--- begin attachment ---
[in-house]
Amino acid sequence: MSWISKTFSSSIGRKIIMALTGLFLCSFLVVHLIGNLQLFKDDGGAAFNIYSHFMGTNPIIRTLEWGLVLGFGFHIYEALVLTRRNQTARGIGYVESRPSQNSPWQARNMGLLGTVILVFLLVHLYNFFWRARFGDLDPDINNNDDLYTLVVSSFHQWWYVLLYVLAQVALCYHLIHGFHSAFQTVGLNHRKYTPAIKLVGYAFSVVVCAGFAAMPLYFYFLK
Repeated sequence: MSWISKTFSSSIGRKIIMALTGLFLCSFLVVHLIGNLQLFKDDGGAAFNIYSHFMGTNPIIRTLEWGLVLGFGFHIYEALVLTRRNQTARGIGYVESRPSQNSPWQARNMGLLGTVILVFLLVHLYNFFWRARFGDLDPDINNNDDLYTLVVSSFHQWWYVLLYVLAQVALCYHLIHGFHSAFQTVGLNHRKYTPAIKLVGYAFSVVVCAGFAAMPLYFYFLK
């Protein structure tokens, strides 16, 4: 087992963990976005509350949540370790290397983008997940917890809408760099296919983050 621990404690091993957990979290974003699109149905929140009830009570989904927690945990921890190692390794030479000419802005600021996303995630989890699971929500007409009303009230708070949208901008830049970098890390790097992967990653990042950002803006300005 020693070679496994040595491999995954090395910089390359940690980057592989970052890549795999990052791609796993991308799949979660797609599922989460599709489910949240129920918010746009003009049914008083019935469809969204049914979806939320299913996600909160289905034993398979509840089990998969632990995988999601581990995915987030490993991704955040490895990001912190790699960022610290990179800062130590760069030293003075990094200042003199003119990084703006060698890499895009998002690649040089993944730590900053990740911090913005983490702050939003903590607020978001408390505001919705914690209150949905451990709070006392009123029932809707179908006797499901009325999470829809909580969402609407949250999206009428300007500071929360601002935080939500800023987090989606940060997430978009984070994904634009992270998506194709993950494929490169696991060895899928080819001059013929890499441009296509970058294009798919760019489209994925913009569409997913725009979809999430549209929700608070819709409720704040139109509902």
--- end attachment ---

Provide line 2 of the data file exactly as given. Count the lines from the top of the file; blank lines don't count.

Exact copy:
Amino acid sequence: MSWISKTFSSSIGRKIIMALTGLFLCSFLVVHLIGNLQLFKDDGGAAFNIYSHFMGTNPIIRTLEWGLVLGFGFHIYEALVLTRRNQTARGIGYVESRPSQNSPWQARNMGLLGTVILVFLLVHLYNFFWRARFGDLDPDINNNDDLYTLVVSSFHQWWYVLLYVLAQVALCYHLIHGFHSAFQTVGLNHRKYTPAIKLVGYAFSVVVCAGFAAMPLYFYFLK